That EU member Cyprus could benefit from Brexit sounded like a slogan or even like a joke, but it seems that this is actually the reality.
Yesterday, Reuters reported that Britain’s ruling Conservative Party donors had sought citizenship of Cyprus since the country voted to leave the bloc in 2016.
As expected, the British media interpreted the news in a negative way saying that this may suggest sagging confidence in Britain’s economy after it leaves the EU.
And that is why Brits who made a career out of assessing risk have applied for second passports in another European country – Cyprus in this case.
Among them are billionaire Alan Howard, one of Britain’s best-known hedge fund managers, and Jeremy Isaacs, the former head of Lehman Brothers for Europe, the Middle East and Asia. Documents show that both acquired the Cypriot citizenship in 2018.
Phileleftheros has information about other recorded cases of Britons getting Cypriot citizenship through the Citizenship by Investment Programme after the Brexit referendum, precisely because they were concerned over the limited benefits, economically and socially, this particular development could bring.
Brexit has also benefitted the Mediterranean island’s shipping sector. Not so directly, since although some ships have been registered under the Cyprus flag, the overall numbers are not that high. Nonetheless, there are numerous shipping companies that have set up subsidiaries in Cyprus and transferred part of their business so as to enjoy benefits provided by the EU-member state.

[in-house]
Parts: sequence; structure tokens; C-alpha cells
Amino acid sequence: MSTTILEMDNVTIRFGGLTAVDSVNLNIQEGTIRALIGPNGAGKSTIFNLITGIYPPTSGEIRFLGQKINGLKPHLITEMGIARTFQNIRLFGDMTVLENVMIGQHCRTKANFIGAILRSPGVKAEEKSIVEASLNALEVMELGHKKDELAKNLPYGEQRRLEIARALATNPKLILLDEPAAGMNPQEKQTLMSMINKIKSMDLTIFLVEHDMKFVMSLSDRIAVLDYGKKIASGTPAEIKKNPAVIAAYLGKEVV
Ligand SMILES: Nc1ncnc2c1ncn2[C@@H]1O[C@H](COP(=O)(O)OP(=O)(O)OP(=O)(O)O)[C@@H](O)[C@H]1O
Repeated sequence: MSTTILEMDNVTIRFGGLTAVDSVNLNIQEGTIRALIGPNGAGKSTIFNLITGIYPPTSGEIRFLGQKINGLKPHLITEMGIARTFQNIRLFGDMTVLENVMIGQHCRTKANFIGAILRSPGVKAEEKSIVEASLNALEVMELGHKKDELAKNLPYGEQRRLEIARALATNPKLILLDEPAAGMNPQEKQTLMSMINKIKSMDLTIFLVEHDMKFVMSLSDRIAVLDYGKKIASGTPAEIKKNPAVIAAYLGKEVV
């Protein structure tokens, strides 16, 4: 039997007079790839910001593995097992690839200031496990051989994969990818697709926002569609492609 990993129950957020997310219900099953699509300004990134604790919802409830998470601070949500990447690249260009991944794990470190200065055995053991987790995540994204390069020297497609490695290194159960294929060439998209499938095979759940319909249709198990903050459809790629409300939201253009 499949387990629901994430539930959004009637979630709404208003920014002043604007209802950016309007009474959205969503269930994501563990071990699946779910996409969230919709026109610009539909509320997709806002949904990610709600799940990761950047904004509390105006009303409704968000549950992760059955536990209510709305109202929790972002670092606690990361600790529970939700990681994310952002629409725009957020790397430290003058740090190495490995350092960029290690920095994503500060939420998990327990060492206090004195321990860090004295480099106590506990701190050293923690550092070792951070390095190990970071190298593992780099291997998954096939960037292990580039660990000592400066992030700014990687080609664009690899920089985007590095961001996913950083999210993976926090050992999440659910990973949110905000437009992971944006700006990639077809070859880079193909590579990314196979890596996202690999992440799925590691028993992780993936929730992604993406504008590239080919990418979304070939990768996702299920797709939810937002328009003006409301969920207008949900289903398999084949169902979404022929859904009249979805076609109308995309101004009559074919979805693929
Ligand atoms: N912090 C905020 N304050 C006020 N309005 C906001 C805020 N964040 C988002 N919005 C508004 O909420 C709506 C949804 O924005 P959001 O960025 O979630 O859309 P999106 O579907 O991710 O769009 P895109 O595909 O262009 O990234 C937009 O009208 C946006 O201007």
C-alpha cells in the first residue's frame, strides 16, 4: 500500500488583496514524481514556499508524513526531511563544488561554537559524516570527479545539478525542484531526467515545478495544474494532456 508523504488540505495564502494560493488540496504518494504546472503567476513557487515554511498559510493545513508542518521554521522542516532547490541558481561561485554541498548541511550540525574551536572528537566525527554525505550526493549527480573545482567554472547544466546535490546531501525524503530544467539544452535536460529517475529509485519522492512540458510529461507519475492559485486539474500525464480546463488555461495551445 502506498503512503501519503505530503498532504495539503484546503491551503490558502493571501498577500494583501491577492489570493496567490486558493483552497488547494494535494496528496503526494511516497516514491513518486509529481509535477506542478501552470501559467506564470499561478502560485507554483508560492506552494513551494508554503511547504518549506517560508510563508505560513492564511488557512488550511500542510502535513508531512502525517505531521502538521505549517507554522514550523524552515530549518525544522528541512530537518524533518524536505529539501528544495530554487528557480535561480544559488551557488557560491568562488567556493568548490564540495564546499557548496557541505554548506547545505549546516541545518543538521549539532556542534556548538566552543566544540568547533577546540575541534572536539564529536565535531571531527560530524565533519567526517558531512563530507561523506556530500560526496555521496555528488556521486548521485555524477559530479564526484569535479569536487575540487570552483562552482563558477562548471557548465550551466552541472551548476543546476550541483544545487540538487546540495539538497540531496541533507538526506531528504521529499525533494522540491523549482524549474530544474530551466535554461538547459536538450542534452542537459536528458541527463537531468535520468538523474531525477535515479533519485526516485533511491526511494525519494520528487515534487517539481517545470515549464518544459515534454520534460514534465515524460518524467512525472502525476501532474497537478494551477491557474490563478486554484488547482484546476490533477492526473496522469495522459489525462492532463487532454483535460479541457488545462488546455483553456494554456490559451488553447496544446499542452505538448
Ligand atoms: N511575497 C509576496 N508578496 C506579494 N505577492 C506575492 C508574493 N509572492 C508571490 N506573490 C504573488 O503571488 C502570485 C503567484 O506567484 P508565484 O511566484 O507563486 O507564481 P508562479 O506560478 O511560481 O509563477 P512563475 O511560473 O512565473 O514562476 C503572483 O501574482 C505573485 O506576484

The most prominent case is that of P&O Ferries which has registered all of its ships under the Cyprus flag. But even more important is the very recent decision by Steamship Insurance, which focuses on the shipping industry, to relocate headquarters to Cyprus.
In fact, the company is now looking for most suitable premises as well as for local staff. Informed sources also said that two other big insurance companies are seriously considering making a similar move.
In addition, Cyprus has recently attracted a number of investment fund managers from the United Kingdom, also because of Brexit.
Most investment funds certainly opt for neighbouring Ireland as well as Luxembourg because of the proximity but also because both are established destinations.
However, Cyprus has an added advantage since the cost of operating a fund is much lower than the two destinations mentioned above. And, especially in the case of small funds, cost is a big factor.
In an interview with Forbes’ December issue (to be on the stands on Sunday the 22nd), new CIFA President Andreas Yiasemides said the possibility to attract more UK fund managers who may still wait to see how developments unfold to Cyprus is there.
“It is a fact that some managers who have already come to Cyprus help a lot in our efforts to create a good reputation in Britain,” he added.
At the same time, an indirect benefit from Brexit is the fact that many Cypriots who are permanent residents in the UK and did not have Cypriot citizenship have rushed over the recent past years to secure one.
By Antonis Antoniou